- Share your timeline with your team and project managers
As long as you follow those principles, you have a lot of freedom and flexibility in how you choose to accomplish it.
With monday’s timeline feature, each stage of your pilot project can be detailed and laid out in a visual timetable, so you understand what steps to take and when they’re taken.
So how do you ensure everything stays on track?
6 best practices for implementing a pilot project
Below we’ll explore the six most popular best practices used when implementing pilot projects – and why you might want to use each one.
- #1: Develop a plan: Planning is the cornerstone of any project. Start by creating an end goal and ask yourself what you need to accomplish by the end of the project. Be realistic about how much time you need to complete each part of the project.
- #2: Monitor progress: An excellent way to measure performance is to check if you’re hitting your objectives and milestones along the way. Regularly check the status of each task and prompt team members if you need any updates.
- #3: Gather feedback: Once the pilot project is over, ask all team members involved in the pilot project about any major risks or problems encountered.
- #4: Analyze results: Pilot projects are designed to test the viability of an idea. So it’s key to analyze results.
- #5: Identify opportunities for improvement: After reviewing team feedback and analyzing results, draw up a list of areas for improvement.
- #6: Draw up your report: Finally, it’s time to create your report and recommendations. Consider key questions, such as: Was the pilot project a success? What were the key risks? How could you mitigate those risks? What budget is required?
Following these steps will help your projects go ahead like clockwork.
Nail your pilot project on monday.com
Better still, lean on a tool like monday.com to make the entire process a breeze. You will love how monday embeds flexibility and control into your projects.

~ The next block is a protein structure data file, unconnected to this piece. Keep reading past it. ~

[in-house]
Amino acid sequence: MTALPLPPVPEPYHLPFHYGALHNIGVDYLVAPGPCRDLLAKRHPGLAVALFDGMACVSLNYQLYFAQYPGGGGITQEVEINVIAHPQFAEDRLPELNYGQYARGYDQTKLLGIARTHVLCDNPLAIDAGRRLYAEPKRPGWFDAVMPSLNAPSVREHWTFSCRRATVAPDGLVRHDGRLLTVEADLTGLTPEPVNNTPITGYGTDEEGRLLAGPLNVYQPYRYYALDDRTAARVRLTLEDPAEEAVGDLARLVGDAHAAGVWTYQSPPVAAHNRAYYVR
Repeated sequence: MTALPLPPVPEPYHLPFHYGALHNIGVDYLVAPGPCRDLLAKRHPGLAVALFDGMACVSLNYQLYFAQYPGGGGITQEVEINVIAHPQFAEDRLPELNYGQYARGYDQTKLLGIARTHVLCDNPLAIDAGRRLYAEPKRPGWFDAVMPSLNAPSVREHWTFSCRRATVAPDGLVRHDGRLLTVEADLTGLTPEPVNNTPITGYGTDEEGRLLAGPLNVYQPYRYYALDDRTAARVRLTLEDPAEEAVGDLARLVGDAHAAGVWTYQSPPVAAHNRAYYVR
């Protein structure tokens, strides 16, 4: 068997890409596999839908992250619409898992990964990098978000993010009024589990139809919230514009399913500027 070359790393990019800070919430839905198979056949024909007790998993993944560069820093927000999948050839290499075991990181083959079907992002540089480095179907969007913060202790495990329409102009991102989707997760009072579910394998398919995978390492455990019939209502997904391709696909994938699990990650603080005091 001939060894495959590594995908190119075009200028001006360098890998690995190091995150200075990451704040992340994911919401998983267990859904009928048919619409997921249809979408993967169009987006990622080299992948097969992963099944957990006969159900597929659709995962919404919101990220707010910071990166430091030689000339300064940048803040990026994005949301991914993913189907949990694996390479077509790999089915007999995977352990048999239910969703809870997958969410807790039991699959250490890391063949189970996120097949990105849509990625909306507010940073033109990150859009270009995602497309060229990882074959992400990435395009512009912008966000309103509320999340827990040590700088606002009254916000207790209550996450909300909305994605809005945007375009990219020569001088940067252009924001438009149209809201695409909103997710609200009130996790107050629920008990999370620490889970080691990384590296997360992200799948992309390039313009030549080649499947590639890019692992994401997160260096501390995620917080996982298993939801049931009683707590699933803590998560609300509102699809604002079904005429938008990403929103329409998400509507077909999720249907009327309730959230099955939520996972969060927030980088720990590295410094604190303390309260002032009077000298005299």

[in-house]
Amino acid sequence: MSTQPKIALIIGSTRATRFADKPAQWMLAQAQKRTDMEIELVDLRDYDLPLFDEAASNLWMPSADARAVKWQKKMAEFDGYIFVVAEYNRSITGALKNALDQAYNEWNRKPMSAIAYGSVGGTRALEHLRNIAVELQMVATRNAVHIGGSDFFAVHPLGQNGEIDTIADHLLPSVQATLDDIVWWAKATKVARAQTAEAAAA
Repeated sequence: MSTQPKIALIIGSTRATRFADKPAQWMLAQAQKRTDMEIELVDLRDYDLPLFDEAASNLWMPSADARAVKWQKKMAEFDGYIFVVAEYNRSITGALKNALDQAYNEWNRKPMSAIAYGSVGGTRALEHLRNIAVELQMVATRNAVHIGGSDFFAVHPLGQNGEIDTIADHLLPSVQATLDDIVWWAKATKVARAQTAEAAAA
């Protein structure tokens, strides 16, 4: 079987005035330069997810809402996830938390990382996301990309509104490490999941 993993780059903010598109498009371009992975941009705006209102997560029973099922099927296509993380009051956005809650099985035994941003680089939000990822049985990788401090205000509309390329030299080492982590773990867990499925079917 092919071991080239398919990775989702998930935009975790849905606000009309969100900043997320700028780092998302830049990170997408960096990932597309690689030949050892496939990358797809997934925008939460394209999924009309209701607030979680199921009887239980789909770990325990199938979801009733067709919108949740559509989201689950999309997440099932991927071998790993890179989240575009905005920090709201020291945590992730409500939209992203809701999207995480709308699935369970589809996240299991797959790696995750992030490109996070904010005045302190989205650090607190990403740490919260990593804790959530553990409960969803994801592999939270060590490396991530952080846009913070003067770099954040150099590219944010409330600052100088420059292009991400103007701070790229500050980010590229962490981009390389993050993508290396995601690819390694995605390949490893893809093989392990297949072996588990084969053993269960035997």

Plus, sharing information with your team is quick and easy by adding them to the plan and assigning them tasks. As you move through your pilot project, your whole team will feel guided and at ease.
You can even create a board with our ready-to-go project timeline template – and customize it to your needs.
Get started now or read on to see the most commonly asked questions.
Frequently Asked Questions
What is the purpose of a pilot project?
The purpose of a pilot project is to test the feasibility of an idea on a small scale in order to evaluate the potential for a future full scale project.
What is meant by a pilot project?
Pilot projects, also called a ‘feasibility study’ help to identify any issues, evaluate feasibility, resources, time, and cost.
What is a pilot project in project management?
A pilot project is used in project management to reduce the risk of failure by testing the idea in a small controlled setting so that you can further refine your project before you roll it out.
Start your first pilot project
If you are ready to get started, you can start building your board and timeline now to ensure everything stays on schedule.
Or you can use one of monday’s ready-made templates to get up and running quicker.
Looking for more?
Check out our resources and expand your project management skills:
- How to write a killer project plan in 6 simple steps
- Business projects: Types, tips, and templates
- Effective project objectives: How to define (and achieve) success
The post How to run a successful pilot project appeared first on monday.com Blog.